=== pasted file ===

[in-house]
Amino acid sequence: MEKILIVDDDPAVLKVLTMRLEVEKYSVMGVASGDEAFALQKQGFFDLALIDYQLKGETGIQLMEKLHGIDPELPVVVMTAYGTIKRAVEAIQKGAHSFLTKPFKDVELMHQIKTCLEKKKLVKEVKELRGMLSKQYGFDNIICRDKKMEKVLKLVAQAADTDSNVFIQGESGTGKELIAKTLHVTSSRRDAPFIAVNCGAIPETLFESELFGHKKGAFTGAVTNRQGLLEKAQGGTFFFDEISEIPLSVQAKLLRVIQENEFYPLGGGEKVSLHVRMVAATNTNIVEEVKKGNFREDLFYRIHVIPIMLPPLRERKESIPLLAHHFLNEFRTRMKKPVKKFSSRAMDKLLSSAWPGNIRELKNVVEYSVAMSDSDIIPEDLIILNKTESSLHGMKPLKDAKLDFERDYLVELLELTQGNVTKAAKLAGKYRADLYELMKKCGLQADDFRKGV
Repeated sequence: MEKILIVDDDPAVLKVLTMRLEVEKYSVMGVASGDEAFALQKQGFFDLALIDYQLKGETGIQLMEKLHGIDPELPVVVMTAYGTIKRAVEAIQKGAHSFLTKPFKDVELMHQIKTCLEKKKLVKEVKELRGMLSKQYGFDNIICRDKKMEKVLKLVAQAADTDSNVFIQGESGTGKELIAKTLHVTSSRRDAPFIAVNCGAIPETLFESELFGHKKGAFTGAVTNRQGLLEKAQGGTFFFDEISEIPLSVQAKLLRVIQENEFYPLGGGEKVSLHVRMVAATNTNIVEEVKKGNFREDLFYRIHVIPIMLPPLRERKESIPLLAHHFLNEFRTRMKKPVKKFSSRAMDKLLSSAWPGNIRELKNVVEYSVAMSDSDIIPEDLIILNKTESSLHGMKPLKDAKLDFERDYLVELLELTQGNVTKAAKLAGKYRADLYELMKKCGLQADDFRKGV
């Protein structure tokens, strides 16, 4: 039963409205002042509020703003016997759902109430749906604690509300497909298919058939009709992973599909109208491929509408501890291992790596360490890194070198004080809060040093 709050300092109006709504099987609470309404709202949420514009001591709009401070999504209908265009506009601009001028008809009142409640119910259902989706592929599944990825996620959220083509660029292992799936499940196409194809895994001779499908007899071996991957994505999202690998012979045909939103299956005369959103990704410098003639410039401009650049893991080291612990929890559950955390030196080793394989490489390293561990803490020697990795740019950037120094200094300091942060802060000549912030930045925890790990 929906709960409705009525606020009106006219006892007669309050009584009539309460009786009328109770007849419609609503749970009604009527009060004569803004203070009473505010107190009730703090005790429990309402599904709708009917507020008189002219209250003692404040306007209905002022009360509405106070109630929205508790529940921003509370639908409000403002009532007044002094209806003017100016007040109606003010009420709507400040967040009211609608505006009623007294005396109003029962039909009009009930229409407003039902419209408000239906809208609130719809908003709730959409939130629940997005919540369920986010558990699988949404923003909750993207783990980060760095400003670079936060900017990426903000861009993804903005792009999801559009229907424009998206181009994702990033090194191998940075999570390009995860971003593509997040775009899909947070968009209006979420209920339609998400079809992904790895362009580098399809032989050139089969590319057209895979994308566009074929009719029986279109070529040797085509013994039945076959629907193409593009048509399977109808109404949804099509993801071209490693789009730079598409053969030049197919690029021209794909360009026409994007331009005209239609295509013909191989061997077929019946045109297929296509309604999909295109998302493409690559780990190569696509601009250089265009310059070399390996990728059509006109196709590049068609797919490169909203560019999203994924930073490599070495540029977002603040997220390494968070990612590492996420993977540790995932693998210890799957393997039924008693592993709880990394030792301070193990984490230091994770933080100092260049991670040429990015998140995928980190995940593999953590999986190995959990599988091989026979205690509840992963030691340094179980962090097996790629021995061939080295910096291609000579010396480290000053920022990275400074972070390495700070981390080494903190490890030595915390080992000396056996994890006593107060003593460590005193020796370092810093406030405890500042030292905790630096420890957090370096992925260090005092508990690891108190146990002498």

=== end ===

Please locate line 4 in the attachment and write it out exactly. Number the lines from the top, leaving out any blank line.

């Protein structure tokens, strides 16, 4: 039963409205002042509020703003016997759902109430749906604690509300497909298919058939009709992973599909109208491929509408501890291992790596360490890194070198004080809060040093 709050300092109006709504099987609470309404709202949420514009001591709009401070999504209908265009506009601009001028008809009142409640119910259902989706592929599944990825996620959220083509660029292992799936499940196409194809895994001779499908007899071996991957994505999202690998012979045909939103299956005369959103990704410098003639410039401009650049893991080291612990929890559950955390030196080793394989490489390293561990803490020697990795740019950037120094200094300091942060802060000549912030930045925890790990 929906709960409705009525606020009106006219006892007669309050009584009539309460009786009328109770007849419609609503749970009604009527009060004569803004203070009473505010107190009730703090005790429990309402599904709708009917507020008189002219209250003692404040306007209905002022009360509405106070109630929205508790529940921003509370639908409000403002009532007044002094209806003017100016007040109606003010009420709507400040967040009211609608505006009623007294005396109003029962039909009009009930229409407003039902419209408000239906809208609130719809908003709730959409939130629940997005919540369920986010558990699988949404923003909750993207783990980060760095400003670079936060900017990426903000861009993804903005792009999801559009229907424009998206181009994702990033090194191998940075999570390009995860971003593509997040775009899909947070968009209006979420209920339609998400079809992904790895362009580098399809032989050139089969590319057209895979994308566009074929009719029986279109070529040797085509013994039945076959629907193409593009048509399977109808109404949804099509993801071209490693789009730079598409053969030049197919690029021209794909360009026409994007331009005209239609295509013909191989061997077929019946045109297929296509309604999909295109998302493409690559780990190569696509601009250089265009310059070399390996990728059509006109196709590049068609797919490169909203560019999203994924930073490599070495540029977002603040997220390494968070990612590492996420993977540790995932693998210890799957393997039924008693592993709880990394030792301070193990984490230091994770933080100092260049991670040429990015998140995928980190995940593999953590999986190995959990599988091989026979205690509840992963030691340094179980962090097996790629021995061939080295910096291609000579010396480290000053920022990275400074972070390495700070981390080494903190490890030595915390080992000396056996994890006593107060003593460590005193020796370092810093406030405890500042030292905790630096420890957090370096992925260090005092508990690891108190146990002498």